This post is a brief introduction to Lightbox JS and Slimbox, and a quick tutorial on how to put links into the image captions. I won’t go into any great detail on how to use Lightbox or Slimbox, as both sites have step-by-step instructions on how to use them. I’ll just outline some of the key differences.
Slimbox bills itself as “the ultimate lightweight Lightbox clone”. It offers all of the same functionality of Lightbox, and adds a few more things as well. Instead of Prototype and Scriptaculout, Slimbox is built on another library, called MooTools. The big advantage here is MooTools + Slimbox is only 17kb… significantly smaller than Lightbox. I won’t go over all the added features, because the developer does that quite nicely on his site. But, I do want to point out two things… if you’ve been using Lightbox, you can easily switch to Slimbox, without updating any of your old content. Slimbox uses the exact same code to call the functions, so it’s easy to cross-grade. And, I have noticed one slight bug in Slimbox when viewing a site in Firefox 2.0 on a PC. If you call up an image, and then scroll the page, the overlay doesn’t always continue to cover the entire page. This doesn’t happen in ie or on a Mac. I haven’t had this problem with Lightbox.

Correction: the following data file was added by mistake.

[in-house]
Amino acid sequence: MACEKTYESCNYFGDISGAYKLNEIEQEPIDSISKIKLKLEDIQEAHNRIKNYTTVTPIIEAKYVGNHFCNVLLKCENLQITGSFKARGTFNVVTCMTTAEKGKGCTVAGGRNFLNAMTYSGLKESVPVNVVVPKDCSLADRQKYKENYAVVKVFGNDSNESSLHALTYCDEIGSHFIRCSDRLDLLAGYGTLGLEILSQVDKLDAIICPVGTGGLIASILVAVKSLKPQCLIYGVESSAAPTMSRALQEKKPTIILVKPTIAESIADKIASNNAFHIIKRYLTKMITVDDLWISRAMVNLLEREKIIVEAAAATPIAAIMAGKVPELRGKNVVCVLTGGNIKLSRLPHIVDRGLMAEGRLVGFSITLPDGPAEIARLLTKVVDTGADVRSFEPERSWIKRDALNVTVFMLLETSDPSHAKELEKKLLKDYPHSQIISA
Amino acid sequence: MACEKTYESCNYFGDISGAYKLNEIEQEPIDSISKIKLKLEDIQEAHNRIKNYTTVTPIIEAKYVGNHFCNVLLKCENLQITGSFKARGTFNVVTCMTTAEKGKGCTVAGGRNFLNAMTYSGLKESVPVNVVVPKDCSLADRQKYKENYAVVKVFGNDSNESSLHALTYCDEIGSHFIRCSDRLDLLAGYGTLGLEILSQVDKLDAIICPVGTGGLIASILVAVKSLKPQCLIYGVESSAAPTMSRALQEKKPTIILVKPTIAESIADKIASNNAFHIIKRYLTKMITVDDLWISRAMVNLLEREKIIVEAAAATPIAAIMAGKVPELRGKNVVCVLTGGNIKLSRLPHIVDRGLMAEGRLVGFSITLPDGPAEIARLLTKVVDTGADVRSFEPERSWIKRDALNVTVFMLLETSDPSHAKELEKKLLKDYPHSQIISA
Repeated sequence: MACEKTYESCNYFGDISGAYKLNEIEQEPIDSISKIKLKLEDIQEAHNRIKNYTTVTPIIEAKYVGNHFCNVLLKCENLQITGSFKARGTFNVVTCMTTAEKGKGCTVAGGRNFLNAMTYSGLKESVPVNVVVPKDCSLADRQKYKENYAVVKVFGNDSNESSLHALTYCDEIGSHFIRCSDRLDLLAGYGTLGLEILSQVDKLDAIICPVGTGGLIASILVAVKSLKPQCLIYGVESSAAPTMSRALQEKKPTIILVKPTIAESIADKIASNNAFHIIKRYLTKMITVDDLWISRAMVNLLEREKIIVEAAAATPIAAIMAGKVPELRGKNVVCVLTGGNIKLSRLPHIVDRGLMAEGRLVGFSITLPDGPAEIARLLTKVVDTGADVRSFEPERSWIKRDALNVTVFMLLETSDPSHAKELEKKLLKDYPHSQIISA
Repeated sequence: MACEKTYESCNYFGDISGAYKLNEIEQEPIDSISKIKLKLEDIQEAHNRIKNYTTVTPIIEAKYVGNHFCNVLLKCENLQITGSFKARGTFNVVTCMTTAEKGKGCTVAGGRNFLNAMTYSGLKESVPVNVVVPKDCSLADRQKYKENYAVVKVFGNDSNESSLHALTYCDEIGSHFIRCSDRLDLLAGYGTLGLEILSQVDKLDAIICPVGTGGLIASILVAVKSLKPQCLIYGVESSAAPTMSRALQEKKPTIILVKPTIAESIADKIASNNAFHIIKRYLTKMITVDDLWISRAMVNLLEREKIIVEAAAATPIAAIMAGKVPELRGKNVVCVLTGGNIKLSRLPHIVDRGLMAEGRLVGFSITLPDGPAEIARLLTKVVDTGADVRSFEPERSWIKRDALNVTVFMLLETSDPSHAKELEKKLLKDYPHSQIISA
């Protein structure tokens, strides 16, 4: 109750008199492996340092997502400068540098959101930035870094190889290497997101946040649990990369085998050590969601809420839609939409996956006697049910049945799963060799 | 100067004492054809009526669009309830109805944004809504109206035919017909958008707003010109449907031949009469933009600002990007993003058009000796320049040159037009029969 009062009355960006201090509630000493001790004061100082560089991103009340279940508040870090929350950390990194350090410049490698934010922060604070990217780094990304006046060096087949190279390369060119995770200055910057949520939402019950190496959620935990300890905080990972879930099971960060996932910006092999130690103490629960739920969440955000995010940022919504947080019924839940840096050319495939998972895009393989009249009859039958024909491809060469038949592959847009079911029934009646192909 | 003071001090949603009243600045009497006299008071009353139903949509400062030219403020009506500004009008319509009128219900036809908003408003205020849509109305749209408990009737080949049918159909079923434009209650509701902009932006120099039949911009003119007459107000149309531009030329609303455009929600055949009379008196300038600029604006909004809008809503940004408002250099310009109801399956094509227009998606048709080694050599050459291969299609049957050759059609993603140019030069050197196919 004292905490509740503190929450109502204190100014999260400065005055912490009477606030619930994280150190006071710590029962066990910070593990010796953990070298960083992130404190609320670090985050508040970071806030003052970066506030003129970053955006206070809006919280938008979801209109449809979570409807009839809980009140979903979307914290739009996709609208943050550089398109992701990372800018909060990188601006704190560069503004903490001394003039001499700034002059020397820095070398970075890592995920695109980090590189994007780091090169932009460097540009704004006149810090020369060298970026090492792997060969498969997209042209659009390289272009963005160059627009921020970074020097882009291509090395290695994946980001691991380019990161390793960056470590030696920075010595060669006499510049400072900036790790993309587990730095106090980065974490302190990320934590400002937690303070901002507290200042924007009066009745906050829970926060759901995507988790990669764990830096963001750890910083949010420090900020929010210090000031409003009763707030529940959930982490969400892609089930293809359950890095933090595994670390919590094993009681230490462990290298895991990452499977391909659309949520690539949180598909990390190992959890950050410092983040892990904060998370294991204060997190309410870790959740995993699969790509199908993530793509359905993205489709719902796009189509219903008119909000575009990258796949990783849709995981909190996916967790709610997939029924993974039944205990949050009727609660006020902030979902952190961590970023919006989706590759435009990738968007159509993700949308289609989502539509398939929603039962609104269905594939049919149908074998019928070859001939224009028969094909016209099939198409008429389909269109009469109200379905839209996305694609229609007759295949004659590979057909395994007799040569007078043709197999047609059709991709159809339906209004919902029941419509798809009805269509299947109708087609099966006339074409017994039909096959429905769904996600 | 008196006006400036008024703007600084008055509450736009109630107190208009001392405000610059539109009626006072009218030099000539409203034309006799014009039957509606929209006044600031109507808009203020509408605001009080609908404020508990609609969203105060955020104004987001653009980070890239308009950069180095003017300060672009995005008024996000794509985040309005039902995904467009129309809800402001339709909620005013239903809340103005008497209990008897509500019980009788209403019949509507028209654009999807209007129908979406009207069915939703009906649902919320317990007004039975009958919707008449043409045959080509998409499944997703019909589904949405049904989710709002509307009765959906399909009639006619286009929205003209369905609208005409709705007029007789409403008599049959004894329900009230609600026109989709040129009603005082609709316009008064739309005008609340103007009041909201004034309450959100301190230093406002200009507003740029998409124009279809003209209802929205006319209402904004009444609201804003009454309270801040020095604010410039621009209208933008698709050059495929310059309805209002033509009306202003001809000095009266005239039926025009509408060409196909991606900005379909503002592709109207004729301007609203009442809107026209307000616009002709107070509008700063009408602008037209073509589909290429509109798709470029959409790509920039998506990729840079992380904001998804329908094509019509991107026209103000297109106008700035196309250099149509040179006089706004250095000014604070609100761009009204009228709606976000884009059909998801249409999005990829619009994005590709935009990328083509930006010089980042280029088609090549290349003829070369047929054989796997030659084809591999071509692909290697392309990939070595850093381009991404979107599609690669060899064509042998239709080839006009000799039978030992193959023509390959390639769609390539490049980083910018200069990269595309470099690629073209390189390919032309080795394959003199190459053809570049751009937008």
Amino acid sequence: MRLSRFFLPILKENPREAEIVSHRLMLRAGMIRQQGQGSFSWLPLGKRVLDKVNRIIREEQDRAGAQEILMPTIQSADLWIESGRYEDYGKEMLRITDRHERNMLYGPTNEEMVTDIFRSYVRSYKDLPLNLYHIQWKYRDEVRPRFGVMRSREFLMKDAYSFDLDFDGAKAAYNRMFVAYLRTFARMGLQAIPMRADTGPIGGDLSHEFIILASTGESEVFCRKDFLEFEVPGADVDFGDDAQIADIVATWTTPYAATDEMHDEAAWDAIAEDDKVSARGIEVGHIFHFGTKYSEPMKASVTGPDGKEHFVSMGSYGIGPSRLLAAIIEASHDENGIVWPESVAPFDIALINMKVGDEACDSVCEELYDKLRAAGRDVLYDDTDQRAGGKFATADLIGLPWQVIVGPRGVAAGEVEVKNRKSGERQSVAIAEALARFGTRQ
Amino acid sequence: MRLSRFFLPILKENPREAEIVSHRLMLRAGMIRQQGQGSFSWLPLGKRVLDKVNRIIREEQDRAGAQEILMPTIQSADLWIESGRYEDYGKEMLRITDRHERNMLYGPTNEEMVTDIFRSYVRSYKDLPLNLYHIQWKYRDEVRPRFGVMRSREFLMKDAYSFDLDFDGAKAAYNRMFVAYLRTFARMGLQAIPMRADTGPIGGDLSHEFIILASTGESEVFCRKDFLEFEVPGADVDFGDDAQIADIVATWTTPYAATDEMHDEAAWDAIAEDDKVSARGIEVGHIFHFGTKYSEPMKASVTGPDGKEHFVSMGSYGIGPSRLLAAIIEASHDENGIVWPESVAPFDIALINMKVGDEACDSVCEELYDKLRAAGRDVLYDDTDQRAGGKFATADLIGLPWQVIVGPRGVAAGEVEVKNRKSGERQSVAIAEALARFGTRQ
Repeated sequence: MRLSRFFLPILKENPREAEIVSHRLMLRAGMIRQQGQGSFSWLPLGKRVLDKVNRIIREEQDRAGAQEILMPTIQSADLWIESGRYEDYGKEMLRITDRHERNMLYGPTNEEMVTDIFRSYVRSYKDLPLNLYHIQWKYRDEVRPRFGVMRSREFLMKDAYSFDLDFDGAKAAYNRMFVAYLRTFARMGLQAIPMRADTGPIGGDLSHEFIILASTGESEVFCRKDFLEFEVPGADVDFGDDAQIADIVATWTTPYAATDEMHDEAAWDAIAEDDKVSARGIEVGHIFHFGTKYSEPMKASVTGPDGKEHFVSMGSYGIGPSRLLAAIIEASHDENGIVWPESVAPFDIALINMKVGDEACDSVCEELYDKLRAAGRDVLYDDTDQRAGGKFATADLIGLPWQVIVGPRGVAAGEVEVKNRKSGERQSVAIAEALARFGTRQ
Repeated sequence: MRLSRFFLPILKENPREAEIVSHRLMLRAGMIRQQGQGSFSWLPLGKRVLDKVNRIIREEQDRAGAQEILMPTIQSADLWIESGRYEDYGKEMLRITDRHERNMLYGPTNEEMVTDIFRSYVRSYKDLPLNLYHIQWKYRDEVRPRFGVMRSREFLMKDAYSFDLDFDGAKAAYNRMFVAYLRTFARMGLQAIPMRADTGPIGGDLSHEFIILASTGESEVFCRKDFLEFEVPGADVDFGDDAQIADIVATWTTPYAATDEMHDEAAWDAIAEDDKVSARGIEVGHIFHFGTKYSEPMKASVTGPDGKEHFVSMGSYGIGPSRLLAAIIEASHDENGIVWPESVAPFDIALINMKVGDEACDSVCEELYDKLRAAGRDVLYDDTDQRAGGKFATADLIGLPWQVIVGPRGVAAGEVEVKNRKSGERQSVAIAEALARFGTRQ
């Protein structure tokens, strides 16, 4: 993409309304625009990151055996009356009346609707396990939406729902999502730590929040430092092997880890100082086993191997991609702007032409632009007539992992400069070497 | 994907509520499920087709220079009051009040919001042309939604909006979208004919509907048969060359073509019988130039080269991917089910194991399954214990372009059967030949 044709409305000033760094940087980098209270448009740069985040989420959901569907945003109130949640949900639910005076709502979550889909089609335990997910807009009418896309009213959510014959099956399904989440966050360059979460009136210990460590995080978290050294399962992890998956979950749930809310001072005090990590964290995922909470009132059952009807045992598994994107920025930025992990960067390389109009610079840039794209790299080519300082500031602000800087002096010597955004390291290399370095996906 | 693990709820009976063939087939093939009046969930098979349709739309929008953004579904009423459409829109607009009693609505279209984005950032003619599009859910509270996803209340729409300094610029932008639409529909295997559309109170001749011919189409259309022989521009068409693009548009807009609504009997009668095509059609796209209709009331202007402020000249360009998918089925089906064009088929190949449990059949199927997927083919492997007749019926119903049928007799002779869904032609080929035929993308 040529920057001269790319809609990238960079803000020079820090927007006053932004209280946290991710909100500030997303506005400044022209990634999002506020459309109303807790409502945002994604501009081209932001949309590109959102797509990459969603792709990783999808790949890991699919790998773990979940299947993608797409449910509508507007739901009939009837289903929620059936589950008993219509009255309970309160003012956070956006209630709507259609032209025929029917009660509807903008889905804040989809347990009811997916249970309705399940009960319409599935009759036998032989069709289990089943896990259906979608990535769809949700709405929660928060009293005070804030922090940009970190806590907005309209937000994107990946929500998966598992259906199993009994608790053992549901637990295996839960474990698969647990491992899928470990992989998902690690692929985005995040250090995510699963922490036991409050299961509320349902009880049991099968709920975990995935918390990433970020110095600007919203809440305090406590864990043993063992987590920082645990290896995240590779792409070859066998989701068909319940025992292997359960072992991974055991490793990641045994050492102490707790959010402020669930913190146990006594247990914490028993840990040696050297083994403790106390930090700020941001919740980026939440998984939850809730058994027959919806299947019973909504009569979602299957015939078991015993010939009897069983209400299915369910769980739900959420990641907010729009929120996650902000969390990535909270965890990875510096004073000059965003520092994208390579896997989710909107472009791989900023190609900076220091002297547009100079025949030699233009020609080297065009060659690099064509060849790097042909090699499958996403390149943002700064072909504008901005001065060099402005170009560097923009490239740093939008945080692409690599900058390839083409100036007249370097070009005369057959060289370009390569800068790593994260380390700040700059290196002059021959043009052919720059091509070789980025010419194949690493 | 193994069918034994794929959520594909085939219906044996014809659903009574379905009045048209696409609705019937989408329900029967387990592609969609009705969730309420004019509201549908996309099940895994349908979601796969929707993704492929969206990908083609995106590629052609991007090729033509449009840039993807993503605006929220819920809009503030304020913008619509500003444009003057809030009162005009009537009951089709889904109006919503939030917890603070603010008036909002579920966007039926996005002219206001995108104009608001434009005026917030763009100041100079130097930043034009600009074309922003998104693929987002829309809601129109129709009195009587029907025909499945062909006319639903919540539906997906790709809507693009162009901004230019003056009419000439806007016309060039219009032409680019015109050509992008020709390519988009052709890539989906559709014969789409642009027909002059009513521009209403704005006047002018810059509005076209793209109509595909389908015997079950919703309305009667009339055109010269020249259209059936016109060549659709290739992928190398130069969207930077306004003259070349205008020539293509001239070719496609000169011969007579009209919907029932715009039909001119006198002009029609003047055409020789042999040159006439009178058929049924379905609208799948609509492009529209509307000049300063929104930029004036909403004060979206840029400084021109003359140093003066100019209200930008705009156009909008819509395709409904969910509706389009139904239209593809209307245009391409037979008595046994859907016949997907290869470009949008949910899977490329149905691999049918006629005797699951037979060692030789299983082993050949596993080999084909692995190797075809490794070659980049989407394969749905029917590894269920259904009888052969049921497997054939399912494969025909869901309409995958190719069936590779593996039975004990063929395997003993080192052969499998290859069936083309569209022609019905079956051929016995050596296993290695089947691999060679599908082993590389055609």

Using Lightbox JS with Moo FX
Creating Links Inside Captions
Both Lightbox and Slimbox have the ability to insert captions when viewing images. You simply add a title attribute. In my example at the beginning of this post, I added this,
title="Beer Bunny". Now, lets say you wanted to add a link into the caption. You might try a title like this:
title="Beer Bunny (< a href="http://www.google.com" target="_blank">Search Google< /a>)"
You would quickly find out that just doesn’t work. But, you’re pretty close to the right answer. What you need to do is trick your browser into thinking that the link is not in that title. You need to swap some of the characters for their html equivalent. For example, quotes (“) would be
" and brackets (<) would be
<. Using this method, here’s what your title should look like:
title="Beer Bunny (<a target="_blank" href="http://www.google.com/">Search Google </a>)"
Here’s the final result
UPDATE: The code above may not display properly in an RSS reader. I suggest coming to this post in your browser, if you’re interested. Also, the code displays a little wonky in Safari, but hopefully you’ll get the idea.